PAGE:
The Mail & Guardian (M&G) wishes to respond to Dr Kelvin Kemm’s article in Engineering News, published on May 27.
It is fitting that Kemm ends his argument with a reference to the “substantial powers” of the National Nuclear Regulator (NNR) and states that the regulator “would not tolerate” any illegal disposal of waste. Last week, that regulator advised the “emergency evacuation” of the material that the M&G and Southern African Faith Communities’ Environment Initiative found at a site outside Beaufort West. The regulator said this was because the material “cannot be contained” and is “prone to wind erosion and leaching into the groundwater”. Geiger counter readings found the material to be four times the legal limit.
That would seem to render inaccurate Kemm’s assertion that it is “wrong” to consider that material dangerous. Alternatively, he may be wrong about either the powers of the NNR to make such a declaration or about South Africa being such a model of nuclear compliance. He is, undoubtedly, inaccurate.
That would seem to close the argument. But Kemm calls for “reasoned professionalism” in the nuclear debate, so it would be remiss of the M&G to not address some of the issues that he raises.
First and foremost, it is important to note that Kemm does an admirable job of conflating this paper’s editorial and the article written on a proposed uranium mine outside Beaufort West. This allows him to mix and match elements of both to suit his argument. But an editorial and an article are different things. The former allows for a stance to be taken, while the latter is governed by the overriding need to investigate the truth. Perhaps he should familiarise himself with this before any future interventions.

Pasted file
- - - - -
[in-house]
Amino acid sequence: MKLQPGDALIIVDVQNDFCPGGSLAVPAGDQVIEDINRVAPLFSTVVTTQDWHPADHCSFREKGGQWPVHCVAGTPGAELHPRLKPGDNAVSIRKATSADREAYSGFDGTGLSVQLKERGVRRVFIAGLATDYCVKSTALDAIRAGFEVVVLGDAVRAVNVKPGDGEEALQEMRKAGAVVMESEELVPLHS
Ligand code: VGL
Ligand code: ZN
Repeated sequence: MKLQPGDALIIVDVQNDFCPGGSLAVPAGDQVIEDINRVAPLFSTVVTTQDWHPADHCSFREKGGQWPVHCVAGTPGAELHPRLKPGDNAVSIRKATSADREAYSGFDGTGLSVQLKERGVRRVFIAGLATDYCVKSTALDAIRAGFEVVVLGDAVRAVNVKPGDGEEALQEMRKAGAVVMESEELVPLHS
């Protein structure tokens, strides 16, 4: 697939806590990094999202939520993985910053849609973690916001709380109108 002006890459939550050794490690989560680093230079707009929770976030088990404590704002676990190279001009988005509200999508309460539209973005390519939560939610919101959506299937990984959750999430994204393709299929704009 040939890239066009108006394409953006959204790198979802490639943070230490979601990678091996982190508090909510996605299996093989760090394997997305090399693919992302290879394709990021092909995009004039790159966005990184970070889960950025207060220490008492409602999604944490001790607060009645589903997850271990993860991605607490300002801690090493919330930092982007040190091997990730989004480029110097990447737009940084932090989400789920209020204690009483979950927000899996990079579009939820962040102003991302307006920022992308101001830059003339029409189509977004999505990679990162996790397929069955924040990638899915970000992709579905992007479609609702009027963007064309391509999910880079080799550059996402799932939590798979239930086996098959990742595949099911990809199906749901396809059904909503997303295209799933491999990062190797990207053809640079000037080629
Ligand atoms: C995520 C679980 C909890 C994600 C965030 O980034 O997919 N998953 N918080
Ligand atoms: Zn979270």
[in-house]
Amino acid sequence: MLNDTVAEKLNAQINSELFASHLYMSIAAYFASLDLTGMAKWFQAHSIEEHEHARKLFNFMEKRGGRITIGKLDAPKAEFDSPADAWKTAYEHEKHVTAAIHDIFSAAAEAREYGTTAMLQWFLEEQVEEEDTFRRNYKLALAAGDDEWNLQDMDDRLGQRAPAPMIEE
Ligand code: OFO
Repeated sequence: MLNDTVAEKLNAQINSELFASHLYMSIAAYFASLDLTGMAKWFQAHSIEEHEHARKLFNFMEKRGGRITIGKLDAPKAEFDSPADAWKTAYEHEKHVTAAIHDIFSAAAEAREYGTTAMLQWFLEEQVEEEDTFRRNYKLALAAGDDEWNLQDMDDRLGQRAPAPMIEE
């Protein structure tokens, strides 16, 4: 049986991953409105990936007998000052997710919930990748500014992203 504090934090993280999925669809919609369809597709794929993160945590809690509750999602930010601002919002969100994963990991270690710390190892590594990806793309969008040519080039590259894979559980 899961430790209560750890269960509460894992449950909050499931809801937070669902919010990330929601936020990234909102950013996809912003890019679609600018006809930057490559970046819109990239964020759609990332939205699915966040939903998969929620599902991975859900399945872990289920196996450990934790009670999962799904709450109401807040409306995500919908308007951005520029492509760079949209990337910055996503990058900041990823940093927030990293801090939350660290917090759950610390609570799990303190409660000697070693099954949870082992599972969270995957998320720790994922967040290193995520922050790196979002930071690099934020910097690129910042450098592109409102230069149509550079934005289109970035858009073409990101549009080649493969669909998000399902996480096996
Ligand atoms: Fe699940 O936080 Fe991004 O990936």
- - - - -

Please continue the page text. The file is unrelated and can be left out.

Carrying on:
Kemm also accuses the M&G of being “so overtly full of extreme bias”. If this statement was grounded in fact, he would have noted that the M&G does not have a stance on any form of energy production. It also does not have any investment – emotional or monetary – in the wider debate on nuclear energy. Its reporting deals with the pros and cons of each type of energy. In this case, the dangers of uranium mining – to water and air quality – were serious and needed to be addressed.
The rest of the points he raises are based on pulling at strings to create outrage. His extended focus on the colours of radiation warning signs is a case in point – black-and-yellow signs are universally accepted as the colour scheme to warn of low-level radiation. But to pad his argument, Kemm needs to add superfluous facts. This is a tactic used by lobbyists the world over – from those denying that anthropogenic climate change is real to those that argue for new mining in marginal areas.
As lobbyist-in-chief for the South African nuclear industry, Kemm has to attack any article that investigates parts of that industry and finds problems. It would be remiss of him to not do so. It is just a pity that he does not conduct his response in the same “calm and professional manner” that he asks of the M&G.
Mail & Guardian